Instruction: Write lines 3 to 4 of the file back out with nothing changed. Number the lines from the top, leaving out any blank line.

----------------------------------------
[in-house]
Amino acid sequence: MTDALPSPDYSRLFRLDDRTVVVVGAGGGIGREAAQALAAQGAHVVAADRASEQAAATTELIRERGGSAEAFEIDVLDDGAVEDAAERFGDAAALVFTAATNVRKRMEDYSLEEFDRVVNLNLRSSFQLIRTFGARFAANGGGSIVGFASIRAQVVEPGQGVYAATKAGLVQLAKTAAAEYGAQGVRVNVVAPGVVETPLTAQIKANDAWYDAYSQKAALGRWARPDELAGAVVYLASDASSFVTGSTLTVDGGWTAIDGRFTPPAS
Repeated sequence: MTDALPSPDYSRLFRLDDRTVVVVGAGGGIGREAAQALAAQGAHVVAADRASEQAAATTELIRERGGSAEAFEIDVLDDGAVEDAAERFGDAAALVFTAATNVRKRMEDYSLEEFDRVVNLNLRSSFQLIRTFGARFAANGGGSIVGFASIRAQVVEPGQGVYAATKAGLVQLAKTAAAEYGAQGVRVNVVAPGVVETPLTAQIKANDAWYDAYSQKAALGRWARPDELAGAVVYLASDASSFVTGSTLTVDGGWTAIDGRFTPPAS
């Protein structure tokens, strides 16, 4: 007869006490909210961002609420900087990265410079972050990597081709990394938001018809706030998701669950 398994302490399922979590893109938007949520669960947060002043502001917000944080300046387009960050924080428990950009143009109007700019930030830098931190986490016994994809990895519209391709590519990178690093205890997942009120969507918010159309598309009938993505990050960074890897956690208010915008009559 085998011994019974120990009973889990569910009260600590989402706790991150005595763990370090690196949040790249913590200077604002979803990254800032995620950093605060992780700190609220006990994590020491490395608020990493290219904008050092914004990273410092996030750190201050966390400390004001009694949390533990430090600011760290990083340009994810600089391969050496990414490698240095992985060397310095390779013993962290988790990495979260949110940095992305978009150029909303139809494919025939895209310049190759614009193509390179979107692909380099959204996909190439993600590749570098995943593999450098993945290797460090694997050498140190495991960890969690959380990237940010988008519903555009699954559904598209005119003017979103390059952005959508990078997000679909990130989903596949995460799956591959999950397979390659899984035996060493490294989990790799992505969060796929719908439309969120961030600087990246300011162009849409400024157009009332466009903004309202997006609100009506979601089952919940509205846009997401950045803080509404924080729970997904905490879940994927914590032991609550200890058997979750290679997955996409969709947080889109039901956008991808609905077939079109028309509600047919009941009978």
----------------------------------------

Repeated sequence: MTDALPSPDYSRLFRLDDRTVVVVGAGGGIGREAAQALAAQGAHVVAADRASEQAAATTELIRERGGSAEAFEIDVLDDGAVEDAAERFGDAAALVFTAATNVRKRMEDYSLEEFDRVVNLNLRSSFQLIRTFGARFAANGGGSIVGFASIRAQVVEPGQGVYAATKAGLVQLAKTAAAEYGAQGVRVNVVAPGVVETPLTAQIKANDAWYDAYSQKAALGRWARPDELAGAVVYLASDASSFVTGSTLTVDGGWTAIDGRFTPPAS
């Protein structure tokens, strides 16, 4: 007869006490909210961002609420900087990265410079972050990597081709990394938001018809706030998701669950 398994302490399922979590893109938007949520669960947060002043502001917000944080300046387009960050924080428990950009143009109007700019930030830098931190986490016994994809990895519209391709590519990178690093205890997942009120969507918010159309598309009938993505990050960074890897956690208010915008009559 085998011994019974120990009973889990569910009260600590989402706790991150005595763990370090690196949040790249913590200077604002979803990254800032995620950093605060992780700190609220006990994590020491490395608020990493290219904008050092914004990273410092996030750190201050966390400390004001009694949390533990430090600011760290990083340009994810600089391969050496990414490698240095992985060397310095390779013993962290988790990495979260949110940095992305978009150029909303139809494919025939895209310049190759614009193509390179979107692909380099959204996909190439993600590749570098995943593999450098993945290797460090694997050498140190495991960890969690959380990237940010988008519903555009699954559904598209005119003017979103390059952005959508990078997000679909990130989903596949995460799956591959999950397979390659899984035996060493490294989990790799992505969060796929719908439309969120961030600087990246300011162009849409400024157009009332466009903004309202997006609100009506979601089952919940509205846009997401950045803080509404924080729970997904905490879940994927914590032991609550200890058997979750290679997955996409969709947080889109039901956008991808609905077939079109028309509600047919009941009978």